Taking the garbage out

I am so happy to have discovered this website.  I am married to my husband one year, and together for 7 years.  Throughout our relationship we have had various blow out fights.  In the beginning he romanced me like  no other man has before, he was charming, so romantic and attentive.  Then one day, everything just stopped and the focus wasn't on me anymore.  I felt abandoned, neglected and forgotten about.  This in turn, lead to many conflicts and myself acting out in a way that was alarming to myself.  I look back seeing that was the effect of coping with the withdrawal of my husband's attention.  All this time I had no idea that any of this could be related to ADHD.  A few months ago we were at a family function and his mother stated that she thought he had ADD as a child.  She even recounted a past memory of him being so angry at her as a child that he would scream at the top of his lungs and even his veins would pop out.  A fit of rage.  These couple comments from his mother prompted me to do some research online.  The symptoms associated with ADHD seemed to match my husband.  When I came across this website and started to read some articles of the non-ADHD spouse's point of view, I felt they were telling my story and exactly how I felt!!

Anyways, the one "chore" or "task" I have given my husband to take care of is taking out the garbage once a week.  It happens every single week, and is to be taken out the night before collection day.  He constantly forgets. He even set a reminder in his iphone, which helps, if he takes the garbage out right after he gets his reminder.  If he dismisses the reminder and doesn't do it right away, it's forgotten about 10 minutes later.  In the past I would remind him the night before collection day that he forgot to take it out, this angered him.  So I refrain from helping to remind him.  If he forgets I mention it a day later, and he gets so angry that I just won't let him have this one thing to do, and that I am trying to control him by reminding him and that I enjoy reminding him. Which I do not!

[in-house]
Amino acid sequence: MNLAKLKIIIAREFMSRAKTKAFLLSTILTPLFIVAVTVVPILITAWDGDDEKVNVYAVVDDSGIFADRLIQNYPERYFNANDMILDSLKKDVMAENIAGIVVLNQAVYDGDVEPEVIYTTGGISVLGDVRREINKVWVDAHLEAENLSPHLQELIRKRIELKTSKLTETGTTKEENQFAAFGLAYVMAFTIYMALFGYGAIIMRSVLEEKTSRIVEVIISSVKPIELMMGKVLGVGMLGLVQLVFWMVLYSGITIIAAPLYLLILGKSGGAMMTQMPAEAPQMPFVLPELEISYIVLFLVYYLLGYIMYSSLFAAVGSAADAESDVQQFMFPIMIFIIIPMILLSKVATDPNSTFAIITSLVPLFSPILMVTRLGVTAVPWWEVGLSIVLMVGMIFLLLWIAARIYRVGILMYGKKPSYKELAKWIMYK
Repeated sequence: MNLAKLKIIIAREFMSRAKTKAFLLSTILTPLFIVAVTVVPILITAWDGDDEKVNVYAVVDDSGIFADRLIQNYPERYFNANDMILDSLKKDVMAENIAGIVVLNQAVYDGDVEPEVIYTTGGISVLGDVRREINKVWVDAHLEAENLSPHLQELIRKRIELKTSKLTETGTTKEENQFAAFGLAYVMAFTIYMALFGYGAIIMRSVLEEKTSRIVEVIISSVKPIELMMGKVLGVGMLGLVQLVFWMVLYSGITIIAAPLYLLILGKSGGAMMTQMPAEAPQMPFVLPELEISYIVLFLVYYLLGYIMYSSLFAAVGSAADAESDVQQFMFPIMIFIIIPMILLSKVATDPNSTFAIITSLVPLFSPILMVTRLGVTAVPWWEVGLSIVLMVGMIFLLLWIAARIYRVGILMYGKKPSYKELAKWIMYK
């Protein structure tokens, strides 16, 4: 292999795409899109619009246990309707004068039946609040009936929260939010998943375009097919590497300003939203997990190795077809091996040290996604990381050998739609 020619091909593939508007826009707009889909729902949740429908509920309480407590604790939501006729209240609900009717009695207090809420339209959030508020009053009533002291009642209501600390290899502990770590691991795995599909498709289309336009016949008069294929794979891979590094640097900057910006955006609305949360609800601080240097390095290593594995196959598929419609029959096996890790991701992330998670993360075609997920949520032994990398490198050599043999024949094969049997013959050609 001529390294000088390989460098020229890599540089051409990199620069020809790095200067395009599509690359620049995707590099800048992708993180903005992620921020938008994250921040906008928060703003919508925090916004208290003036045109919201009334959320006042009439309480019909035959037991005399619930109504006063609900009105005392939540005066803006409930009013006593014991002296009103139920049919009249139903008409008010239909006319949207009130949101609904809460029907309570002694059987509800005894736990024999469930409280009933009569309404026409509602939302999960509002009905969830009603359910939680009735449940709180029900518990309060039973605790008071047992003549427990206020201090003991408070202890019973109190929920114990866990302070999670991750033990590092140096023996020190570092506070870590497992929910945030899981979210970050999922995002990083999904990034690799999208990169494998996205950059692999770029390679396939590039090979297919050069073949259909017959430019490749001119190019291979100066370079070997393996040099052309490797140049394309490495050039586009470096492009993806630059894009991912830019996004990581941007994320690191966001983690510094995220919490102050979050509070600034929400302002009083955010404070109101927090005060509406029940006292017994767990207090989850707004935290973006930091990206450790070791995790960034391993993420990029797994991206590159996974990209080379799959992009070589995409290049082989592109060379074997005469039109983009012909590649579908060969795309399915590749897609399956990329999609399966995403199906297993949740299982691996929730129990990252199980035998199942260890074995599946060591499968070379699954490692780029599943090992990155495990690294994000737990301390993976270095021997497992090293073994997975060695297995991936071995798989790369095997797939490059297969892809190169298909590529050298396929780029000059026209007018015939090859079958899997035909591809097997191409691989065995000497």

To me, taking out the garbage on a weekly basis seems like such an easy task.  He is constantly forgetting it.  What bugs me is that when I point out that he's forgotten it, he gets very angry and defensive and acts like he has only forgot it like twice out of the year.  He minimizes the problem greatly.  It just frustrates me that something so easy creates a huge conflict.  I could take over this task myself, but then he would have nothing to be responsible for of the housework.  I do everything else!  

He will do certain things, but only if I ask him to, such as, can you vaccum the front rug, do the dishes, put your papers away etc.  But I just absolutely hate having to "order" him around! I just wished he would come home and tidy up as well without me asking him to.  It just seems difficult.

I have bought the book the ADHD effect on Marriage.  We started to read it together but whenever I bring up to read it he wants to put it off until tomorrow.  Then tomorrow comes then it needs to be put off again, and so on.  This also bothers me because I feel like this ADHD is effecting our marriage in an negative way and I want to be able to be happier together and why am I the only one taking initiative to do this, even when I don't have the condition?  

 

I feel your pain.  It has

I feel your pain.  It has taken about one year for my husband to get into routine of vacuuming once a week, the only household task that I asked him to do.  (Oh, and he didn't do it this week.)  

I think that the reluctance of some people with ADHD to do anything about their condition might have three sources (and there may be more, too):  1) embarrassment about having a disorder; 2) if you have a disorder that keeps you from being organized and getting things done, it stands to reason that among those things you'd have problems getting done is dealing with your disorder; and 3) if the person with ADHD has a spouse or partner who is doing more of the family's work and the person with ADHD doesn't want to do more work, he or she might resist acknowledging and getting treatment for the disorder.